Iran will leverage its considerable influence to unite the Shia-led coalitions. The most ambitious scenario assumes a post-election alliance of at least four coalitions, a large enough number to require minimal support from Sunnis or Kurds to achieve an overall majority in parliament. In 2014, it was not difficult for Iran to persuade the three Shia coalitions to overcome their difference and unite under the banner of “the National Alliance.” In 2018, despite rivalries between Maliki and Amiri, it should be easy to persuade the State of Law and Fatah coalitions—both with close ties to Iran—to form an alliance. Hakim’s Hikma coalition, probably the weakest, may have no choice but to join. Less likely, but possible depending on election results, Abadi may bring his Nasr coalition into the alliance to stay in the game. The least likely to join such an alliance is Muqtada Sadr’s coalition because of its alliance with the Communists and Sadr’s known estrangement from Iran.
If, however, Iran is unable to yoke together Abadi, Maliki, and Amiri in a grand alliance, the result will be two powerful Shia camps, one headed by Abadi, the other by Maliki and Amiri. All three aspire to the post of prime minister for themselves or their surrogates. Muqtada Sadr’s Sairoon may then become an important factor in determining which camp has the greatest opportunity to form a governing alliance. Moreover, each camp will need to woo a sizable number of Sunnis and Kurds to form a parliamentary majority, and the possibilities will be more open-ended.
The Kurds, who played a decisive role in the selection of the prime minister in 2010 and 2014, can still influence the choice. This could spell bad news for several parties. Anger at Abadi for his tough stance following the independence referendum, fear of the PMF’s encroachment into Kurdish-claimed territories, and bitter experiences with Maliki over the course of eight years, could lead to the Kurdish preference for a new candidate. In contrast, the Sunnis view Abadi as less sectarian and more conciliatory and responsive to Sunni needs, than Maliki or Amiri are likely to prove.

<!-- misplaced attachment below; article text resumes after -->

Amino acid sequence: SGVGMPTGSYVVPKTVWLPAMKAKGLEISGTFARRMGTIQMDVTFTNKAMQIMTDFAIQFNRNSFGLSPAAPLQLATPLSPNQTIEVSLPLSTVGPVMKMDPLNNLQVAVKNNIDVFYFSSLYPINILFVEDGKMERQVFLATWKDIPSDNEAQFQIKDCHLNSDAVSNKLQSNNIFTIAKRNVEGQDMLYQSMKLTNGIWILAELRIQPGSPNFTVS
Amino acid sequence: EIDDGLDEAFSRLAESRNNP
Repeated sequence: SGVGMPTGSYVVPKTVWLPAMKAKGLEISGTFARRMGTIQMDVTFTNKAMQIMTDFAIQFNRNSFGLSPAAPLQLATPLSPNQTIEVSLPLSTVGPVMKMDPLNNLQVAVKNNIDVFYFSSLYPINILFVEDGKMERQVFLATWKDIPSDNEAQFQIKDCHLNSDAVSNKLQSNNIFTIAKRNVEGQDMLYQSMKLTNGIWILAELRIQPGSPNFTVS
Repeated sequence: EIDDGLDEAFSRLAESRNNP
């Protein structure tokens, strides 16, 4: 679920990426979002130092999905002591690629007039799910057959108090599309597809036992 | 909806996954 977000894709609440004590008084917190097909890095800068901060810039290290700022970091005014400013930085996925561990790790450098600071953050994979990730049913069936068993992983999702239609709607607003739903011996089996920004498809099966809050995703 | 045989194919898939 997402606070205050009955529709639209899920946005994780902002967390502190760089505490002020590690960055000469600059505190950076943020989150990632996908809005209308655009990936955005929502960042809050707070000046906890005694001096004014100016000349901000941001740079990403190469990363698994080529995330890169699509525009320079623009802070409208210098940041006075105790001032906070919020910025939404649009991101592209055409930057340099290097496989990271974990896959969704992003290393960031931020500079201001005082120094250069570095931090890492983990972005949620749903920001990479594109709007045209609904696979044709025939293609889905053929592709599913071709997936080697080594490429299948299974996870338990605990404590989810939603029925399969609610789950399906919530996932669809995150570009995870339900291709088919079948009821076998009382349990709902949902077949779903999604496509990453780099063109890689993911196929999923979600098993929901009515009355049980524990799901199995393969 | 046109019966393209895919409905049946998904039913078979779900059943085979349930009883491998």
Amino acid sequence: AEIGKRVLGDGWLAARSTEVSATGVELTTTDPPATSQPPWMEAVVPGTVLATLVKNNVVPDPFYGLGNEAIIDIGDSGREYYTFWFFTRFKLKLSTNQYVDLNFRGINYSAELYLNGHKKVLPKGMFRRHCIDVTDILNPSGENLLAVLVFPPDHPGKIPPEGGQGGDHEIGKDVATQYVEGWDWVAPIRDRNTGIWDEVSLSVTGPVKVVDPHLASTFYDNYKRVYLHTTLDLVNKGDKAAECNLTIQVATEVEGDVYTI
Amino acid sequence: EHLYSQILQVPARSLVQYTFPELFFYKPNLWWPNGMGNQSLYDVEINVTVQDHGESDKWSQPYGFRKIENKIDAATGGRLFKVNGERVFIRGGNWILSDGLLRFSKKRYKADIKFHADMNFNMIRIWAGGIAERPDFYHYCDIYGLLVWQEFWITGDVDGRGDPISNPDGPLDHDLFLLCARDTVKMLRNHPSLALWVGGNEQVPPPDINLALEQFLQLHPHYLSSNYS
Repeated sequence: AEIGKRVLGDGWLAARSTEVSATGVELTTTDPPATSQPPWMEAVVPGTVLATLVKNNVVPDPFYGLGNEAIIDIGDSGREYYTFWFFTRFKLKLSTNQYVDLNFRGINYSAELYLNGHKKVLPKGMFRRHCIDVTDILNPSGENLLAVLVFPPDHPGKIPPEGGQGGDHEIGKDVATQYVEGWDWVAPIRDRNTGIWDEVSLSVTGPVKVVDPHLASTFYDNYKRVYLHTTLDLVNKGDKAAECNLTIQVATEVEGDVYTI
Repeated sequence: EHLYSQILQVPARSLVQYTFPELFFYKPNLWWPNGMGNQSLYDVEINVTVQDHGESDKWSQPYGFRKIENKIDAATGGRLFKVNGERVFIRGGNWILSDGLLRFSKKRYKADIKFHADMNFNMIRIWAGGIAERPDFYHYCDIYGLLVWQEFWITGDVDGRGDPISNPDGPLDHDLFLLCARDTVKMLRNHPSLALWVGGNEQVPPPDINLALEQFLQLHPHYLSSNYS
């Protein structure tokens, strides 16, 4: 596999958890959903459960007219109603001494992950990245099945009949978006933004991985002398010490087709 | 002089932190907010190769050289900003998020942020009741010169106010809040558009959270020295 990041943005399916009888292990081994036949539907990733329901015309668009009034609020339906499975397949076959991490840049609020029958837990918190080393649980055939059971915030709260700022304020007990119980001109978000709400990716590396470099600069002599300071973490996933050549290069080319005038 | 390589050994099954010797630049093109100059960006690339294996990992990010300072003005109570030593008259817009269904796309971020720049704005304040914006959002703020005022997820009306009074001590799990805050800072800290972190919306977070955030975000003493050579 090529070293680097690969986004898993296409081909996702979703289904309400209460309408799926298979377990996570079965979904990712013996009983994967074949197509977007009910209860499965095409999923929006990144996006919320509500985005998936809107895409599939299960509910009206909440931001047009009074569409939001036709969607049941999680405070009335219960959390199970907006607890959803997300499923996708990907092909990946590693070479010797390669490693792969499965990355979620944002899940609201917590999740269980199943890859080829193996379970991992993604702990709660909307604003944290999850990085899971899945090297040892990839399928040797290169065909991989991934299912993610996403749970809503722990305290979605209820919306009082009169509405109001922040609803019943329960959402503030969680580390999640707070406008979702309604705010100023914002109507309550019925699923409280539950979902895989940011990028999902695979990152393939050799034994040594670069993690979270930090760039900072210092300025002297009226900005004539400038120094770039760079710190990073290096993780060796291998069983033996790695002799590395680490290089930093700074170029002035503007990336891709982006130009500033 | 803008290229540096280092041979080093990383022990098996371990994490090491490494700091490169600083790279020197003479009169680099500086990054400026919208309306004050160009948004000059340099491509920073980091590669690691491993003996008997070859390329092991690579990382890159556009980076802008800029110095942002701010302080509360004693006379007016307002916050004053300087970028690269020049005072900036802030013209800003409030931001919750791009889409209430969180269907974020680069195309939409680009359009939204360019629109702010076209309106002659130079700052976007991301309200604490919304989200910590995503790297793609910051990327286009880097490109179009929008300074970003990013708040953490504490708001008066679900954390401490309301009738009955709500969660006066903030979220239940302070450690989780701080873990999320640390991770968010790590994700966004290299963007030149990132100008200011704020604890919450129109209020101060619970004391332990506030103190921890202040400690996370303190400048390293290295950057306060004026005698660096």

Judging by the outcomes of previous elections, there are two constants: the candidate must come from one of the major Shia coalitions; and he must be acceptable both to Iran and to the United States. This was the established pattern in 2010 and 2014, when both Iran and the United States appeared to be in tacit agreement. Several developments serve as incentives to Iran to see a strong ally installed in Baghdad. Ever-rising tensions with the United States and the presence of US troops in Iraq are seen as an existential threat by Iran. Equally, the recently warming relationship between Saudi Arabia and Baghdad can undermine Iranian influence. Iran’s engagement in Syria and its ambition to create an uninterrupted supply route to the Mediterranean render a friendly government in Baghdad a necessity. Iran also needs an ally in Baghdad to secure its economic interests. In contrast, the current US posture in Iraq appears to be focused more on fighting terrorism than on building a long-term alliance, and it is an open question how much influence the US wishes to or can have following the May elections, compared to the influence it wielded in 2010 and 2014.
Prime Minister Abadi has tried to pursue a policy of balance between the United States and Iran over the past four years, declaring repeatedly that Iraq should not become an arena for proxy wars between the pair. The election results and the various scenarios for post-election alliances could lead Iraq in one of two directions: a continuation of this “neutral” road or the adoption of more eastward-looking policies.
Rend Al-Rahim is a former Iraqi ambassador to the United States, served as a senior fellow for Iraq for the US Institute for Peace, and is the co-founder and president of the Iraq Foundation.